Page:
Thundercats is perfectly enjoyable as a mild adventure show. The animation is clean and largely consistent, with solid action sequences and some nice plotting that allows for interesting creatures and situations. The best show is episode 4, "Song of the Petalers," in which the gang encounters a race of plant creatures who have an accelerated life cycle and also a strong instinct for optimism. Written by noteworthy comics scribe J.M. DeMatteis, it's a creative take on what could otherwise be a pretty conventional story, borrowing a tad bit from Hayao Miyazaki but fitting that influence neatly into the Thundercats universe.
"Song of the Petalers" is also one of the only episodes here that is as smart as the animators think it is (another contender is the flashback episode with Panthro that follows it). Where Thundercats - Season One, Book One tends to falter is in its mythology. The "serious" foundation that the creative team tries to lay under this fantasy cartoon isn't nearly as deep or intriguing as it needs to be to make for more exceptional all-ages entertainment. I found it hard to care about the characters or where they were going. As distracting trifles, the individual installments work, but the more you dig into Thundercats, the more the shows seem like empty plot exercises, hitting the right beats at the right time, but doing little more than showing off the production team's capacity for efficient light entertainment.
To be fair, Thundercats - Season One, Book One does get better as it progresses, and maybe in the second half of this season, the series will hit a more accomplished stride; however, it's still a toss-up whether I'll be around to find out.
Thundercats - Season One, Book One has eight episodes, each intended to be broadcast in half-hour time slots, running about 22-minutes once the commercials are gone. The programs are shown here in anamorphic widescreen. Colors and resolution are excellent, with no clear instances of combing or other digital glitches.
Episodes can be chosen one at a time, or there is also a play-all function.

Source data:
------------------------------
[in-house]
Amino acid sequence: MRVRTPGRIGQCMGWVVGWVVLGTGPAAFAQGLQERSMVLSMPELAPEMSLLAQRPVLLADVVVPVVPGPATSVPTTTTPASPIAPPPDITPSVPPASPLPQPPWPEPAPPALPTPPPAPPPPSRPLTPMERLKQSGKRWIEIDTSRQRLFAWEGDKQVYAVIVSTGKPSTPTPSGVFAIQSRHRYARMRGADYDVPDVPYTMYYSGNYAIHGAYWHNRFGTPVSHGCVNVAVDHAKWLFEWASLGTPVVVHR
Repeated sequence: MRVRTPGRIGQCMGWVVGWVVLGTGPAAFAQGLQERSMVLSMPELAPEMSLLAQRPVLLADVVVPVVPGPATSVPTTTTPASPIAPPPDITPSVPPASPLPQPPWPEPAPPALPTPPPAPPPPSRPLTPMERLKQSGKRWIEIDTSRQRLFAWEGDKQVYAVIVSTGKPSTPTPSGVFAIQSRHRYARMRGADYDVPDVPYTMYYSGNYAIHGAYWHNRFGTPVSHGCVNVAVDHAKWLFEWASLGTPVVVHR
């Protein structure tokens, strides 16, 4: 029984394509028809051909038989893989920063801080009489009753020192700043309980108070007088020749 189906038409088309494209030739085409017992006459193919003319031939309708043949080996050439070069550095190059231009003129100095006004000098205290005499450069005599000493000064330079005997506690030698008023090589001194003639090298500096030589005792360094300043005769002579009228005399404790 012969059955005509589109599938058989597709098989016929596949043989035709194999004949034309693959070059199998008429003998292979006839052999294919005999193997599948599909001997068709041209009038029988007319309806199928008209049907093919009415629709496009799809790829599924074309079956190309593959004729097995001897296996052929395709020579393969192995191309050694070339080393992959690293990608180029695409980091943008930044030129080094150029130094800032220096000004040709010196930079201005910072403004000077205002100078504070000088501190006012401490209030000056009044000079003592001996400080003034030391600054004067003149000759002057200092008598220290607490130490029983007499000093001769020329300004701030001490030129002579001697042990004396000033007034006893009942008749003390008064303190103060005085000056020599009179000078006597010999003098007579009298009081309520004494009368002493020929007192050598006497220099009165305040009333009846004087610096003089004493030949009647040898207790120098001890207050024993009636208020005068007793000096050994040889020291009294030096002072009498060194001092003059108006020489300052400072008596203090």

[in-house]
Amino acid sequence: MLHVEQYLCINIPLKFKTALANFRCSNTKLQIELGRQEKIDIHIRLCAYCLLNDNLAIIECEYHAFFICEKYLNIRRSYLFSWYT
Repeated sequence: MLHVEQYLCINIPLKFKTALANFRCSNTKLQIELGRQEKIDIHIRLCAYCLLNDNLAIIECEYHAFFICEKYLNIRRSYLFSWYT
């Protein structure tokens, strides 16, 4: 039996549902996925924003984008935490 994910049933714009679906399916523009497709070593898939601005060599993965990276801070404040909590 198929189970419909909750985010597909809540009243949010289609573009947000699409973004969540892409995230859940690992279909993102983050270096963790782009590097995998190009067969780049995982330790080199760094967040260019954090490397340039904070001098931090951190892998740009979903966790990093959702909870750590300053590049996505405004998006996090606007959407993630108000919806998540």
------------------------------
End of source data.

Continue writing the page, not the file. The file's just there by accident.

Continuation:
The audio is mixed in Dolby surround and it has good volume levels and lots of oomph in the special effects. Though the sound is mostly centered, it still packs a decent wallop where it counts.
Optional English subtitles are included.
Outside of a couple of trailers for other animated shows, none.
Thundercats - Season One, Book One is fun for a go-around, but it hasn't enough narrative heft to warrant more than a Rent It. The adventure series improves on its 1980s origins, offering some clean animation and added plot details that make it more than corporate trademark preservation or a nostalgic cash-in, but honestly, not much more. I don't see myself returning time and time again to watch these shows. In fact, I could easily have abandoned them midway through. A momentary distraction, but lacking much else.
Jamie S. Rich is a novelist and comic book writer. He is best known for his collaborations with Joelle Jones, including the hardboiled crime comic book You Have Killed Me, the challenging romance 12 Reasons Why I Love Her, and the 2007 prose novel Have You Seen the Horizon Lately?, for which Jones did the cover. All three were published by Oni Press. His most recent projects include the futuristic romance A Boy and a Girl with Natalie Nourigat; Archer Coe and the Thousand Natural Shocks, a loopy crime tale drawn by Dan Christensen; and the horror miniseries Madame Frankenstein, a collaboration with Megan Levens. Follow Rich's blog at Confessions123.com.